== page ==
Homophones can be confusing. Luckily, there’s an easy way to remember affect vs. effect.
I see it all the time: affect and effect mixed up as if they were completely interchangeable.
But they’re not.
These two homophones may sound exactly alike, but they don’t even belong to the same parts of speech!
If you’ve ever written one of these words and scrunched up your eyebrows wondering whether to spell it with an a or an e, then this grammar lesson is for you!
Affect vs. Effect
In the ongoing wars between homophones, affect vs. effect is one of the most brutal fights on the battlefield. One is usually a noun (but not always) and the other is usually a verb (but not always). So the war wages on, and in the meantime misspellings and typos run rampant whenever one of these two words appears in print.
Affect is almost always a verb. It is something that happens. You are affected (by someone or something) or you affect (someone or something). This word is never preceded by an article such as an or the because it’s not a thing, it’s an action. When you’re writing, or speaking for that matter, and are unsure of the spelling, ask yourself if the word is being used as an action. If it is, then go with affect.
a = action
a = affect
Effect is a noun, and that is a thing. It’s not something you do, it’s something you have or give or something that just is. We hear this word most commonly in reference to fancy film making — you know — special effects. “The special effects in that movie were groundbreaking!” Note the use of the article, the, as in the effect. See that? Easy!
the = article
effect = noun
If you are using effect as a noun, you can pair it with the: the effect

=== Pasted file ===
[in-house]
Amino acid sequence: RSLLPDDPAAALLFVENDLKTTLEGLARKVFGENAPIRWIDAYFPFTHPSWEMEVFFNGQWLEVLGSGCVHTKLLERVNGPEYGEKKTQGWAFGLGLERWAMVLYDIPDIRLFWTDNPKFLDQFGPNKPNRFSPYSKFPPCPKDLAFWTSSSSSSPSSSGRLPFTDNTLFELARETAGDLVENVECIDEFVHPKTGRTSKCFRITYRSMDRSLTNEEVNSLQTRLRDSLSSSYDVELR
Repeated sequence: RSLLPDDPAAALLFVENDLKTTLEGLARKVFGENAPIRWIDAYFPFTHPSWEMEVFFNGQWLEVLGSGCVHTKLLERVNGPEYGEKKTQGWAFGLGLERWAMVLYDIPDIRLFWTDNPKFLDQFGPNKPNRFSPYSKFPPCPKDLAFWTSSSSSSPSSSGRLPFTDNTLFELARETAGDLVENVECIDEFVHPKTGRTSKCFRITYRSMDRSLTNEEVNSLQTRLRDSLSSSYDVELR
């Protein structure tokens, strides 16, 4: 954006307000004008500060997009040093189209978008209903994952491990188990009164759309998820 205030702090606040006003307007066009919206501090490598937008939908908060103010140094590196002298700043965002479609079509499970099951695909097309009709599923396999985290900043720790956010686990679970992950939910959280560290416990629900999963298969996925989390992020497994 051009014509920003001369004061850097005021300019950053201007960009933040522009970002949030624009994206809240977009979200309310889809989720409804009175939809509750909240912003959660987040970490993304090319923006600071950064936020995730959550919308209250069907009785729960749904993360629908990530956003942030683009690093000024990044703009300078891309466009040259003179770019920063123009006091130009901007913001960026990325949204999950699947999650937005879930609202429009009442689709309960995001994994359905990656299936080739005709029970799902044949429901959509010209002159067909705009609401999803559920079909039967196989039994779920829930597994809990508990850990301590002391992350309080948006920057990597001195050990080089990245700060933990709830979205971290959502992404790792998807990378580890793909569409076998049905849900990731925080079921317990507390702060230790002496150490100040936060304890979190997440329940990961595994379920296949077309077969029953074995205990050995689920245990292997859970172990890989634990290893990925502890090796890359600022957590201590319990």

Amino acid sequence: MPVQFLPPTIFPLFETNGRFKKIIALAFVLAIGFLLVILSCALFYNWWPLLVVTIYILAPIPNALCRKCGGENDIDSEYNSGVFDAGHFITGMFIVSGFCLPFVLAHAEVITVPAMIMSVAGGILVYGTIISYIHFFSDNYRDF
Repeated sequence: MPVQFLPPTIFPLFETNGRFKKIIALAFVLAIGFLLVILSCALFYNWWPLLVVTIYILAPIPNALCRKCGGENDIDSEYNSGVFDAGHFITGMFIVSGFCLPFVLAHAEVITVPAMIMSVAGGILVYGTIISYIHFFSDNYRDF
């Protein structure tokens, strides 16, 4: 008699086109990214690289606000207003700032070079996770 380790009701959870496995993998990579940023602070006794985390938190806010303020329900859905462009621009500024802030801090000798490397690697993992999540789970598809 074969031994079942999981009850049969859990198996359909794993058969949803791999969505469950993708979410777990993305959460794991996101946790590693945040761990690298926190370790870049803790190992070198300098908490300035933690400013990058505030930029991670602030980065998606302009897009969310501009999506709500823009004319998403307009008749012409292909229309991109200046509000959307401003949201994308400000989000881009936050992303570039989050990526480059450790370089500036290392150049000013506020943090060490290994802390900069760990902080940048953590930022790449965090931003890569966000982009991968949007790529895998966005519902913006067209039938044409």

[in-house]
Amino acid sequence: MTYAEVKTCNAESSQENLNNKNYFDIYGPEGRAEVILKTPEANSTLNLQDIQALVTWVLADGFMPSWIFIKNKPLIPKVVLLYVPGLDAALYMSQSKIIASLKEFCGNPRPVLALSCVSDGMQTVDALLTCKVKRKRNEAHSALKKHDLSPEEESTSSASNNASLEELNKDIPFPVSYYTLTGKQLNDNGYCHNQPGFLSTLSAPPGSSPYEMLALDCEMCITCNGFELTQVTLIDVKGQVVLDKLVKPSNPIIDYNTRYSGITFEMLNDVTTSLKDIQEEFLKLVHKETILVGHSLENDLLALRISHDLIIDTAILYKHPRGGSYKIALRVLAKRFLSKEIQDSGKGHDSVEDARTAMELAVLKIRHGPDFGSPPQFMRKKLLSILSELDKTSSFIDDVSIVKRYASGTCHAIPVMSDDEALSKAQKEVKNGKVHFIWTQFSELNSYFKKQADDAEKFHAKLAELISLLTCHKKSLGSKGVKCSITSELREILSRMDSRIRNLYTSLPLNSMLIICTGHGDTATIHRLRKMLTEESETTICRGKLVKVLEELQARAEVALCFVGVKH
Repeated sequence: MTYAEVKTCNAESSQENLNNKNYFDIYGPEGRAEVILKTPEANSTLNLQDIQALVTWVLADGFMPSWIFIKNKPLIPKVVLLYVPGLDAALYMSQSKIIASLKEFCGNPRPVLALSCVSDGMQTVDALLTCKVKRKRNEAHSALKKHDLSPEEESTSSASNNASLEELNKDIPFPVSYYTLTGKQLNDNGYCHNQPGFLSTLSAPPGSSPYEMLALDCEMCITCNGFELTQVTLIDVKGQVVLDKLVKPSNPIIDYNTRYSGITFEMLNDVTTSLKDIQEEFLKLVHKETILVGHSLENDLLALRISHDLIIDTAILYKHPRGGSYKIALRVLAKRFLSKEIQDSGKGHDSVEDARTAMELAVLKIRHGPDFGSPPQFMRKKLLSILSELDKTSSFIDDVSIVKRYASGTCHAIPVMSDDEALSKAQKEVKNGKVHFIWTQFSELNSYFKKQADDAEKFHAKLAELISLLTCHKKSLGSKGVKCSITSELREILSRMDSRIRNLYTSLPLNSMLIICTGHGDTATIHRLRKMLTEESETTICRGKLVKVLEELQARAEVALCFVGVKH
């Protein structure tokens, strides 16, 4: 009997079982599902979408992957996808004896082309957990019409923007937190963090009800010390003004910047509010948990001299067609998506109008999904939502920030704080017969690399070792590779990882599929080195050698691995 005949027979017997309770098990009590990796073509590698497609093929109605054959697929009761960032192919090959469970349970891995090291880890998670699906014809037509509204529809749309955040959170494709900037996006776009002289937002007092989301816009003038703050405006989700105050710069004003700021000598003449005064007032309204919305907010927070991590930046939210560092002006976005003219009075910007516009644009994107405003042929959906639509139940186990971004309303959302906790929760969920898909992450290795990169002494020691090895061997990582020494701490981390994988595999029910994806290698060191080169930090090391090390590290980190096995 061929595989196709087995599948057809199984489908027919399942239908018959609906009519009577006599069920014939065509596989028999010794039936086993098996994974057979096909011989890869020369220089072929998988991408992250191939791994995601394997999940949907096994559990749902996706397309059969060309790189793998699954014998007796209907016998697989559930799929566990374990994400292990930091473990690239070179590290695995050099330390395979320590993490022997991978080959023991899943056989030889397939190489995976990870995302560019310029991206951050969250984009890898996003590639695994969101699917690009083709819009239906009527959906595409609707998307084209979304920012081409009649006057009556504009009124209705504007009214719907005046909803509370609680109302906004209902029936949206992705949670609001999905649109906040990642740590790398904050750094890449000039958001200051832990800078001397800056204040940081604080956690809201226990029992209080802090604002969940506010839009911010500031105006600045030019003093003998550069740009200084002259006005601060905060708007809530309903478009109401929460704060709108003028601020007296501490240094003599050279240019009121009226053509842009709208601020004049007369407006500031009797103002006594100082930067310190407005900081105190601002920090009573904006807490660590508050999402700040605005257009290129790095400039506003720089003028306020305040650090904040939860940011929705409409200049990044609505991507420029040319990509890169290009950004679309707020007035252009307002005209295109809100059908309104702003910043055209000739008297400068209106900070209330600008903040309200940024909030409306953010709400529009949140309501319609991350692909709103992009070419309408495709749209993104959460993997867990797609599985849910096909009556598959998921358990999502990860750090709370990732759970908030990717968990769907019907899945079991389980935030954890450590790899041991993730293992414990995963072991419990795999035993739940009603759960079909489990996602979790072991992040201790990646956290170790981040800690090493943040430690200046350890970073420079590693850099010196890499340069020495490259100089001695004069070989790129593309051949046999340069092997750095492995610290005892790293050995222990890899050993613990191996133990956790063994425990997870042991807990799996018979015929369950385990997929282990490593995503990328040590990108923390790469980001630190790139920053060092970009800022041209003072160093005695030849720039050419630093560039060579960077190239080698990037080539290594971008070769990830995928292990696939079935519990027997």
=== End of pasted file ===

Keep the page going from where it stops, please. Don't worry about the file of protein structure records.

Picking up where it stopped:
Also note that if used with an adjective (or noun phrase), it’s effect (with an e):
- After effect
- Special effect
- Greenhouse effect
- Sound effect
- Effects of alcohol
- In effect…
- Adverse effects
- Positive/negative effects
- Cause and effect
- Side effects
Notes for Consideration
Some people will pronounce these words different, but pronunciation is often indistinguishable. As with all things pertaining to writing and grammar, there are exceptions to every rule, including how these two homophones are used. This post covers the most common usage. Your mileage may vary.
That’s all for today! Do you think the battle of affect vs. effect can be won? Will we eventually learn how to spell these two homophones correctly or will they someday merge into a single word?
If you have any tips or tricks for remembering how to spell affect vs. effect please share your knowledge. If you are stuck on any homophones, drop a comment. There’s a good chance your grammar question will be answered in the comments or in an upcoming post.